Victor LaRue Klee, Jr. (September 18, 1925 – August 17, 2007) was a mathematician specialising in convex sets, functional analysis, analysis of algorithms, optimization, and combinatorics. He spent almost his entire career at the University of Washington in Seattle.
Victor Klee  

Born  
Died  August 17, 2007 Lakewood, Ohio, U.S.  (aged 81)
Education  Pomona College University of Virginia (Ph.D.) 
Known for 

Awards 

Scientific career  
Fields  Mathematics 
Institutions  University of Washington 
Thesis  Convex Sets in Linear Spaces (1949) 
Doctoral advisor  Edward James McShane 
Doctoral students  Bernd Sturmfels Robert Phelps 
Born in San Francisco, Vic Klee earned his B.A. degree in 1945 with high honors from Pomona College, majoring in mathematics and chemistry. He did his graduate studies, including a thesis on Convex Sets in Linear Spaces, and received his PhD in mathematics from the University of Virginia in 1949. After teaching for several years at the University of Virginia, he moved in 1953 to the University of Washington in Seattle, Washington, where he was a faculty member for 54 years.^{[1]} He died in Lakewood, Ohio.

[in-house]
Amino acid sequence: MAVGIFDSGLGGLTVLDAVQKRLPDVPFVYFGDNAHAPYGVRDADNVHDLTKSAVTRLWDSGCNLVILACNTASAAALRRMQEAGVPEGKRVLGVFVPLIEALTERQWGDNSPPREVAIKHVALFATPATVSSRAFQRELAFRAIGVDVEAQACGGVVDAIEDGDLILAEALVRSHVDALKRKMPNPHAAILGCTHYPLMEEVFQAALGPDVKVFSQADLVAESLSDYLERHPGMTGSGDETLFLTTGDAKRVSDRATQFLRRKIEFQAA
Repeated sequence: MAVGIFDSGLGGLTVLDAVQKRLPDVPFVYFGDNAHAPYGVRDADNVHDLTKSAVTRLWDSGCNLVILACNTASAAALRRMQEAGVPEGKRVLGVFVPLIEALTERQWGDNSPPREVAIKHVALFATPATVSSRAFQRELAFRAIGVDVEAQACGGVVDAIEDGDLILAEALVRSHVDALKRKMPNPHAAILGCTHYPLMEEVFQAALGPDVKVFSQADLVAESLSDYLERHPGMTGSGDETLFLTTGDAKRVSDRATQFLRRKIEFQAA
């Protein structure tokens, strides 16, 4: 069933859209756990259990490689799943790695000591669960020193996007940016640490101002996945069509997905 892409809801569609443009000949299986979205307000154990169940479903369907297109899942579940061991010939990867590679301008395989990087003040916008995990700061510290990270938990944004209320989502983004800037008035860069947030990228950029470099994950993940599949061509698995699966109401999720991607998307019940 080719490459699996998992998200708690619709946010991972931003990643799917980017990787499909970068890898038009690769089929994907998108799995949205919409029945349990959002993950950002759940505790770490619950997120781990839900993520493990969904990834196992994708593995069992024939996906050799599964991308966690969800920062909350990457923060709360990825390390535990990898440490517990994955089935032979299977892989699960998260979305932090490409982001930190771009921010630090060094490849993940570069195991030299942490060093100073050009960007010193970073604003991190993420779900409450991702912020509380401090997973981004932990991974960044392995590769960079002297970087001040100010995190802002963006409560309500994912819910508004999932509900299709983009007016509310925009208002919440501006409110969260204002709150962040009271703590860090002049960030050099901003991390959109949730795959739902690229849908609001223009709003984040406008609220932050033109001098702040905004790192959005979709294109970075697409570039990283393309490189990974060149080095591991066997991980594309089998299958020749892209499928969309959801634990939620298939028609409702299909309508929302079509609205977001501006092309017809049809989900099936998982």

Klee wrote more than 240 research papers. He proposed Klee's measure problem and the art gallery problem. Kleetopes are also named after him, as is the Klee–Minty cube,^{[2]} which shows that the simplex algorithm for linear programming does not work in polynomial time in the worst–case scenario.
Klee served as president of the Mathematical Association of America from 1971 to 1973.^{[1]} In 1972 he won a Lester R. Ford Award.^{[3]} In 1977 the MAA recognized Klee by presenting him with their Award for Distinguished Service to Mathematics.^{[4]}